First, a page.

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The Supreme Court today declined urgent hearing on a plea seeking release of ill-fated Uphaar theatre, sealed by the CBI, where 59 people had died and over 100 received injuries during screening of Bollywood movie 'Border' on June 13, 1997.
"There is no urgency. Request is declined," a bench of Chief Justice J S Khehar and Justice D Y Chandrachud said when theatre owners, Sushil Ansal and Gopal Ansal, sought urgent listing of the appeal seeking release of the sealed cinema hall.
Senior advocate Gopal Jain, representing the theatre owners, said the appeal be listed for hearing.
The CBI, which has probed and prosecuted the two owners in the case, has been opposing the de-sealing and release of the cinema hall.
The agency and the Association of Victims of Uphaar Tragedy (AVUT), led by Neelam Krishnamurthy, have been alleging that the plea seeking trial of then IPS officer Amod Kanth, who in the capacity of DCP (Licensing), had allegedly allowed retention of 37 extra seats in the theatre in 1979 in violation of the Cinematography Act, is still pending.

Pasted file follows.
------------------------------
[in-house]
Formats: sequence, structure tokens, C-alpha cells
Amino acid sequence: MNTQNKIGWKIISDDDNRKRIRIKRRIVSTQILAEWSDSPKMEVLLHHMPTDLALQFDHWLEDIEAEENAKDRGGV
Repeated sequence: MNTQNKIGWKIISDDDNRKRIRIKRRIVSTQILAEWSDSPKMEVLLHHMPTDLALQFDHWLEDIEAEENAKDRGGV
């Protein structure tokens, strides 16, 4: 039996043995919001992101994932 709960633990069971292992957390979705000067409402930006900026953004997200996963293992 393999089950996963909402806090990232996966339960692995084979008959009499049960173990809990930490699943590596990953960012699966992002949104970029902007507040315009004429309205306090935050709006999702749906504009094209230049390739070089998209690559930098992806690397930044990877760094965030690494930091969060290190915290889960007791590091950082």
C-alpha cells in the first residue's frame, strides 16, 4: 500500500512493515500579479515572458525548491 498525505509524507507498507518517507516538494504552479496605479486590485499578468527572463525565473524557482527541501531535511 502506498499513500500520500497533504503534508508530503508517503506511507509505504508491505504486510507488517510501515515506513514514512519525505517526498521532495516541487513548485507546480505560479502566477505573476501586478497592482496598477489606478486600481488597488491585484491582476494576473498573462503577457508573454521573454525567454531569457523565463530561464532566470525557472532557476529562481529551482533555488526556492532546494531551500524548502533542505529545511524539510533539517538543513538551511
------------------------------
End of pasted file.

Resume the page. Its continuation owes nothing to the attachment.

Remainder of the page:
The release of cinema hall may lead to loss of crucial evidence that extra seats had resulted in closure of gangway leading to death of cine-goers, the AVUT has said.
The Supreme Court had on February 9 asked Gopal Ansal to serve one-year jail term while his elder brother Sushil Ansal got relief from incarceration with prison term already undergone by him.
Fifty nine people had died of asphyxia when a fire broke out during the screening of 'Border' in Uphaar theatre in the Green Park area of south Delhi on June 13, 1997.
Over a 100 people were injured in the subsequent stampede.
A two-judge bench of the apex court had on March 5, 2014 held Sushil and Gopal Ansal guilty, but differed on the quantum of sentence to be awarded to them after which the matter was heard by a three-judge bench.